Illinois State Museum, DNR layoffs on hold amid legal fight

CHICAGO (AP) — Gov. Bruce Rauner's administration said Tuesday it has halted the planned layoff of more than 100 state workers, including at the Illinois State Museum and conservation police, pending a legal challenge from public-employee unions.

The Republican governor had targeted the positions for a Sept. 30 layoff date because of a state budget stalemate that's heading into its fourth month. The positions included roughly 65 employees at the state museum in Springfield and four satellite sites — all of which also were slated to be closed — as well as 33 officers who patrol state lands and waterways.

Labor unions challenged the action in St. Clair County court, saying the state was violating labor contracts. Rauner spokeswoman Catherine Kelly said Tuesday the layoffs are delayed pending the court action, but indicated they could proceed at a later date.

"The administration believes legal proceedings will confirm that the agencies have properly followed the law in executing these layoffs," Kelly said in an emailed statement. "We hope to reach a final resolution very soon."

She said she couldn't comment on whether the decision means the 138-year-old state museum will remain open.

Rauner and majority Democrats have been deadlocked over a state budget for the fiscal year that began July 1. Democrats want Rauner to agree to raise taxes to help close a multibillion-dollar deficit, but the governor has said he won't do so until the Legislature signs off on pro-business changes he wants.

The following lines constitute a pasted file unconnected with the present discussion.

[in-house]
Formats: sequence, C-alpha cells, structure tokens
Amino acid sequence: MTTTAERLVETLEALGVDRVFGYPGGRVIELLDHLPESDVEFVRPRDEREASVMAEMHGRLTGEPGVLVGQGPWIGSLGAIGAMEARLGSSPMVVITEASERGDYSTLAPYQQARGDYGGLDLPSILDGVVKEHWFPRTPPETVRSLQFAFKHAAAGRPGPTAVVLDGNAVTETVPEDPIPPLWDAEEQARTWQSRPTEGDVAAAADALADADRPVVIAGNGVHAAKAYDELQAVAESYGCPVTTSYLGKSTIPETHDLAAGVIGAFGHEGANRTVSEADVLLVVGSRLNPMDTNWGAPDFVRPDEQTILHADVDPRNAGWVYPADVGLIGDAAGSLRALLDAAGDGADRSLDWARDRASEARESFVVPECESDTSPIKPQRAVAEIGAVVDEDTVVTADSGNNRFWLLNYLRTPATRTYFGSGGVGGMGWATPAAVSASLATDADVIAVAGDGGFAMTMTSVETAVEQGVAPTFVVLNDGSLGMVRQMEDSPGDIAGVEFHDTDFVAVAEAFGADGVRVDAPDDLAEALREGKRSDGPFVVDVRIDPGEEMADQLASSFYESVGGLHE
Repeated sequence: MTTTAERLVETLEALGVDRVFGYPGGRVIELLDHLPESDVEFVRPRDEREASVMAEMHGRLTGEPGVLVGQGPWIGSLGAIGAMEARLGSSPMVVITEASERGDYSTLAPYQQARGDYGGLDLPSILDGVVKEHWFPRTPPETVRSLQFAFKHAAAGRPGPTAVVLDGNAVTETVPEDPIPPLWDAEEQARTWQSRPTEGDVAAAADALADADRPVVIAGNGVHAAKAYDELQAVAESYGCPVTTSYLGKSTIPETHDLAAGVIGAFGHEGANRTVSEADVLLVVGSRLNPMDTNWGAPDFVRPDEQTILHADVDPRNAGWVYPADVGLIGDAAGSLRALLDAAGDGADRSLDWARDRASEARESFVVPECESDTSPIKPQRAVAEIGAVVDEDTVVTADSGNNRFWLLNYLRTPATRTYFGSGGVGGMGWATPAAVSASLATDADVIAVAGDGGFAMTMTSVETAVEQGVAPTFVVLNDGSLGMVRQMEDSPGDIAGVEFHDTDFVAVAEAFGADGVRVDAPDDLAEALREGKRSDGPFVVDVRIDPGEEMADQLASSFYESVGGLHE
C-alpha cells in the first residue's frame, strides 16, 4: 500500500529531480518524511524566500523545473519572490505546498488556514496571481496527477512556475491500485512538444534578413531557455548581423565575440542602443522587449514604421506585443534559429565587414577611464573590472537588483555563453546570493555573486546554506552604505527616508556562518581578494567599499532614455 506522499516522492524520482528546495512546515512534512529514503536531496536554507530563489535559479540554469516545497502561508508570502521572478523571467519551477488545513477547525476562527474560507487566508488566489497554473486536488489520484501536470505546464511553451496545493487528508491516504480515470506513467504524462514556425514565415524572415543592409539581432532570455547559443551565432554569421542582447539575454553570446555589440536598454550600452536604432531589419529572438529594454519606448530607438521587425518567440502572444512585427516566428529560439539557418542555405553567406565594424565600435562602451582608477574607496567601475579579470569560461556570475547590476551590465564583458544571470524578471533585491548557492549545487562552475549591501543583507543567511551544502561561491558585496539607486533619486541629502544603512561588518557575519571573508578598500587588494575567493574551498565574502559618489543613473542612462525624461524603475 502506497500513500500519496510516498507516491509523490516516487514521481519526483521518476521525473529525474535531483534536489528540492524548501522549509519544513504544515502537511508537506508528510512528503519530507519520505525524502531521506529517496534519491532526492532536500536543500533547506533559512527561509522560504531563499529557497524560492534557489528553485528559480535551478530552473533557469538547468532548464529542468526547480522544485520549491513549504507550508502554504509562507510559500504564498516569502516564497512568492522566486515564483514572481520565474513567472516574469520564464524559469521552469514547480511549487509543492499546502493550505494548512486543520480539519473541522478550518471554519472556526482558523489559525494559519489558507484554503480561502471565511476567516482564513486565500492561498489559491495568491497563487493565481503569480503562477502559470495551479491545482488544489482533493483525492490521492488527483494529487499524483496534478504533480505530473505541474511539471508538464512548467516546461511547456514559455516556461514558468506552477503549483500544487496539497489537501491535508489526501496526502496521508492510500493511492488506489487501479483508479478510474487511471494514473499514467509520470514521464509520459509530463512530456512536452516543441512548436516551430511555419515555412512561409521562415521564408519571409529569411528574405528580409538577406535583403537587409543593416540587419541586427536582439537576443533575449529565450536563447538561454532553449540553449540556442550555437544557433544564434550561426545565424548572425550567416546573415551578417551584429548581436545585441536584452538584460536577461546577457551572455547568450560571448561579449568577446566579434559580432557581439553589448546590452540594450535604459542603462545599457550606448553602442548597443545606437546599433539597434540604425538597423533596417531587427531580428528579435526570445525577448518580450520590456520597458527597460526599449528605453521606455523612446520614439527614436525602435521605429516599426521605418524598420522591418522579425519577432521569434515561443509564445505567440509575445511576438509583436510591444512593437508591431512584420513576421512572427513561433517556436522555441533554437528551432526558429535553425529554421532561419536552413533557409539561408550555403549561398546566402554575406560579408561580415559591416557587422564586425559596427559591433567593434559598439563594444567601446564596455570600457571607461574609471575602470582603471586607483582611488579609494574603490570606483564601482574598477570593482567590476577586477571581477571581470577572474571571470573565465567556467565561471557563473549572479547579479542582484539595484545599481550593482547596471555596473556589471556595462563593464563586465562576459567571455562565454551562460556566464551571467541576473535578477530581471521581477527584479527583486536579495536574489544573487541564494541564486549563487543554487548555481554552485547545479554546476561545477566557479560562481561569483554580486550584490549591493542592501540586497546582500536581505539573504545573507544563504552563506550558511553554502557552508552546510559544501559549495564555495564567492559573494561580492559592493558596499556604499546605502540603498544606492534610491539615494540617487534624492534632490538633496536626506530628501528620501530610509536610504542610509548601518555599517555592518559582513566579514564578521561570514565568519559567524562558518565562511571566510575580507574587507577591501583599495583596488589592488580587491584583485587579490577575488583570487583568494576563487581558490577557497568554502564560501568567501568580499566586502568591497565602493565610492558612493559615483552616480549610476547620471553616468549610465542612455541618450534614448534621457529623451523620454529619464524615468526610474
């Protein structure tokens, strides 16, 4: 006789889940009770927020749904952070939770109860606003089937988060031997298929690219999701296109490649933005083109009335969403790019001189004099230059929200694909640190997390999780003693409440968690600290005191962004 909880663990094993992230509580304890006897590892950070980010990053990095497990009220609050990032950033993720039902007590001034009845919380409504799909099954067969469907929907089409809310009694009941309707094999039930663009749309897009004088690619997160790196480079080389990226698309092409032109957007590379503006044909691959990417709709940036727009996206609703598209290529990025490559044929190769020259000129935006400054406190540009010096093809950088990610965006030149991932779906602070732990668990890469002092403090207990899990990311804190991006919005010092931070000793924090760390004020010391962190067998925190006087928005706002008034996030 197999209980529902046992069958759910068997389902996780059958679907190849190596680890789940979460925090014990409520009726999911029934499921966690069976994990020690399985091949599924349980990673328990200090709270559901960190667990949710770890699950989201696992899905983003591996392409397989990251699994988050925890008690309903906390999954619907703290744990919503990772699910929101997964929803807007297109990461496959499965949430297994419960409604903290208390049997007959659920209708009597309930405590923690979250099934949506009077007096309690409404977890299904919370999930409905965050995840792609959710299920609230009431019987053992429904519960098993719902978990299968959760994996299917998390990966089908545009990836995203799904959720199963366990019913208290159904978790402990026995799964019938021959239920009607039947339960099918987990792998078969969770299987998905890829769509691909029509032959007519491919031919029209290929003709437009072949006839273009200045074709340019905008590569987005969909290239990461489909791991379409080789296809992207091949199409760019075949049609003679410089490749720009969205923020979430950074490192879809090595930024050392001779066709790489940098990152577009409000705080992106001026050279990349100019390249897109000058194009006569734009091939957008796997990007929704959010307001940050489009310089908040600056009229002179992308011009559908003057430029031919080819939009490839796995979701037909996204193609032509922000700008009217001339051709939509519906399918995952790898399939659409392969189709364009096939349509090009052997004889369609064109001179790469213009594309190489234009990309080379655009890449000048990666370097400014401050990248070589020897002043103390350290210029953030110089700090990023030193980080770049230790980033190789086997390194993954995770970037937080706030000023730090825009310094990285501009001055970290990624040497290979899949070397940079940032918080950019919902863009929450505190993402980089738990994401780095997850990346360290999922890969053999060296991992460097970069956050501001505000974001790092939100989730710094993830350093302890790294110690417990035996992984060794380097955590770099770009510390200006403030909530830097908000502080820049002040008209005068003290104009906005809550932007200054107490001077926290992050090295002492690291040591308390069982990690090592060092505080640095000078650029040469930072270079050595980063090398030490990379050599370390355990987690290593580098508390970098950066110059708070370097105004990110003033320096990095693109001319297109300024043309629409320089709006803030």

He's implemented cost-cutting measures he says are needed to manage the state's finances, such as layoffs at several state agencies, including the Illinois Emergency Management Agency and the Departments of Transportation, in addition to museum workers and conservation police.

The American Federation of State, County and Municipal Employees is arguing the state doesn't have grounds to lay off workers because the contract says it can only do so in the event of a lack of work or other "legitimate" reason, spokesman Anders Lindall said. He also said the Rauner administration can't argue that there's a lack of funds because Illinois is still taking in tax and other revenue.

Sean Smoot, director and chief legal counsel of the Police Benevolent and Protective Association, said the layoff of conservation officers is "delayed indefinitely." He said the union is arguing the officers are paid through specially earmarked fees, fines and federal funds, so the state can't argue it doesn't have the money.

"The money's there," Smoot said.

The union said the targeted layoffs would leave 44 Illinois counties without a single officer, often referred to as game wardens. They said that would turn Illinois into a "poacher's paradise" and put using public lands, lakes and rivers at risk.


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